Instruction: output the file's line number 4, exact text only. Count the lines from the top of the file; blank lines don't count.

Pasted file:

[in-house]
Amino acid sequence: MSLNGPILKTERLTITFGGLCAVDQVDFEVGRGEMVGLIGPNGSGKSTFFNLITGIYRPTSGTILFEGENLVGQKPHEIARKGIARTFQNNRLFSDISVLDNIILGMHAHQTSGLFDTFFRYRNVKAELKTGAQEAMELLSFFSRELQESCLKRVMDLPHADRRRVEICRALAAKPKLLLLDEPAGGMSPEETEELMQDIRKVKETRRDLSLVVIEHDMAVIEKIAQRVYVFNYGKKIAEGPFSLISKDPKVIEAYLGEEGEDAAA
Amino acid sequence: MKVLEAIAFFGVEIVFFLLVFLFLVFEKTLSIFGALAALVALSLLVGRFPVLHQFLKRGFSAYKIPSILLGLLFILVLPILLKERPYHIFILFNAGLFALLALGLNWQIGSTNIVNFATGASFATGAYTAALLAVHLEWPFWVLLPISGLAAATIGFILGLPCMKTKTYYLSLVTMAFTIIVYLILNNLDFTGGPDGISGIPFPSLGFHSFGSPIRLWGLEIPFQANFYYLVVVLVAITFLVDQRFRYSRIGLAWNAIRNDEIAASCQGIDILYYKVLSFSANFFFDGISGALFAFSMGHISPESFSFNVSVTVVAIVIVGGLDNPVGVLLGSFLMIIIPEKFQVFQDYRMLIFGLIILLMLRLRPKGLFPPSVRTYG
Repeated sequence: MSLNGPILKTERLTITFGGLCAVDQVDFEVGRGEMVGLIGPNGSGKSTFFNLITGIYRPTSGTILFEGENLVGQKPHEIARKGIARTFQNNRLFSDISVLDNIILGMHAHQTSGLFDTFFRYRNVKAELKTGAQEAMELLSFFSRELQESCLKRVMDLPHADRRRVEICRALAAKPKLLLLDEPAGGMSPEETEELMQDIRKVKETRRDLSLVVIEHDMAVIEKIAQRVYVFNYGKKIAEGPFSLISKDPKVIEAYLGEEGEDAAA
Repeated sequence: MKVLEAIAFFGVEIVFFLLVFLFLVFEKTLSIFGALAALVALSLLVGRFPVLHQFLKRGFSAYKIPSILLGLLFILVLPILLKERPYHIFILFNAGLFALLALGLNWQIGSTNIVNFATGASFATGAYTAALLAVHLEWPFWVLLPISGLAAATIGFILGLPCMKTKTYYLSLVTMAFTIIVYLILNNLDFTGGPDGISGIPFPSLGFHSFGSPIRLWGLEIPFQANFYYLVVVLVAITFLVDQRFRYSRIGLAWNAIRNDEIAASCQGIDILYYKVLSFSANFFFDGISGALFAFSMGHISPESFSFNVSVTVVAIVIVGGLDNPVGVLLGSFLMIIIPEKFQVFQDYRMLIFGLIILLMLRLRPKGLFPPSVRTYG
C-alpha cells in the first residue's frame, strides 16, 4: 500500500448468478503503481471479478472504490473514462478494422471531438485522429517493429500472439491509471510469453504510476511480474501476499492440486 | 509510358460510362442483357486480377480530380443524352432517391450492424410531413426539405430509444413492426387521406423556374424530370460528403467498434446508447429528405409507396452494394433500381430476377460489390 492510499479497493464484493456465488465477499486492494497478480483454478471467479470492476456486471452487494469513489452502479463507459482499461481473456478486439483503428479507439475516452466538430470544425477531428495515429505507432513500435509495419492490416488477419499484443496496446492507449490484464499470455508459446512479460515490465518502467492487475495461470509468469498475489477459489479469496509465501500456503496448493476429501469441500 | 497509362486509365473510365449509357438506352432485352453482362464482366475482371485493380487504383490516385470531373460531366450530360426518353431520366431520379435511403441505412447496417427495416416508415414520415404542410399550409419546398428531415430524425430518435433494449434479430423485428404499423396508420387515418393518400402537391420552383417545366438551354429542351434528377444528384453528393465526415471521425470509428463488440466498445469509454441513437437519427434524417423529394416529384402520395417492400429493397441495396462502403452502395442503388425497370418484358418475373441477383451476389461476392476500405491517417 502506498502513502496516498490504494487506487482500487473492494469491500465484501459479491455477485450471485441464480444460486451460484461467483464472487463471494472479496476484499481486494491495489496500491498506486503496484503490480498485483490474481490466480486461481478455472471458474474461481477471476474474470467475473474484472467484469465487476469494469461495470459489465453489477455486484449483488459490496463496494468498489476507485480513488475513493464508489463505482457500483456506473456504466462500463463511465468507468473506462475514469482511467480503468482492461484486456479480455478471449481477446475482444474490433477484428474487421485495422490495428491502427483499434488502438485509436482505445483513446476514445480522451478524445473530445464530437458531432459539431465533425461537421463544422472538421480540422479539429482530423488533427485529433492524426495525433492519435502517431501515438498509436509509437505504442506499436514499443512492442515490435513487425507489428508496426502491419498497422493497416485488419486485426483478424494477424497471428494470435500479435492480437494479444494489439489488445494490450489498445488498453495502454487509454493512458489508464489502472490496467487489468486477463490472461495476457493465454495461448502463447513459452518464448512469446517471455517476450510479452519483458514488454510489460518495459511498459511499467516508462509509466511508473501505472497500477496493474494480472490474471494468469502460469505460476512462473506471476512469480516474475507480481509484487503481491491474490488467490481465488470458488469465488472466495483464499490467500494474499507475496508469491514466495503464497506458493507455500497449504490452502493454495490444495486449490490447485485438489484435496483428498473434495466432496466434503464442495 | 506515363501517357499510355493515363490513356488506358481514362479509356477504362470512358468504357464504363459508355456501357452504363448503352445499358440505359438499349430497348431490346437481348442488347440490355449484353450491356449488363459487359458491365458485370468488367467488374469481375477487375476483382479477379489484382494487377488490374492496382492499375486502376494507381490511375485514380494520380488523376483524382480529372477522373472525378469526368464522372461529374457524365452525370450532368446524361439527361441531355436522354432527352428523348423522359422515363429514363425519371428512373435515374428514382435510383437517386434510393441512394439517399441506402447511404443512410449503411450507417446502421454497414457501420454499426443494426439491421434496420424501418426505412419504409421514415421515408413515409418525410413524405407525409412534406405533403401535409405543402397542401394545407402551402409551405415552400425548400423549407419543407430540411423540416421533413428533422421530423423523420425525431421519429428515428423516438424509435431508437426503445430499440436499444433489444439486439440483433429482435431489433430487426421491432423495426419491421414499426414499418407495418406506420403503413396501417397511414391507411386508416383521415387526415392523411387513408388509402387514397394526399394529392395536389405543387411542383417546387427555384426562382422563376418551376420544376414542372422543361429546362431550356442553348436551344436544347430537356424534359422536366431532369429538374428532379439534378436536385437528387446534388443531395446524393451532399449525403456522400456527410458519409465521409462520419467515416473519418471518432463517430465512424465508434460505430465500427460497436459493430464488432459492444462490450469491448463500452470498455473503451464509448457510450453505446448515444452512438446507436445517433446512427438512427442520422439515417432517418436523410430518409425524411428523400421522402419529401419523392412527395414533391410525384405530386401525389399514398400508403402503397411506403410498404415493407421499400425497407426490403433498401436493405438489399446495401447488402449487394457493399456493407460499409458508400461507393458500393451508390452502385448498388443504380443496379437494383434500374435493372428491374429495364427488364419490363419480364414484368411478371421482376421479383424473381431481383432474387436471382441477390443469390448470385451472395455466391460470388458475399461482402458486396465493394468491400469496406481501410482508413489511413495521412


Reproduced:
Repeated sequence: MSLNGPILKTERLTITFGGLCAVDQVDFEVGRGEMVGLIGPNGSGKSTFFNLITGIYRPTSGTILFEGENLVGQKPHEIARKGIARTFQNNRLFSDISVLDNIILGMHAHQTSGLFDTFFRYRNVKAELKTGAQEAMELLSFFSRELQESCLKRVMDLPHADRRRVEICRALAAKPKLLLLDEPAGGMSPEETEELMQDIRKVKETRRDLSLVVIEHDMAVIEKIAQRVYVFNYGKKIAEGPFSLISKDPKVIEAYLGEEGEDAAA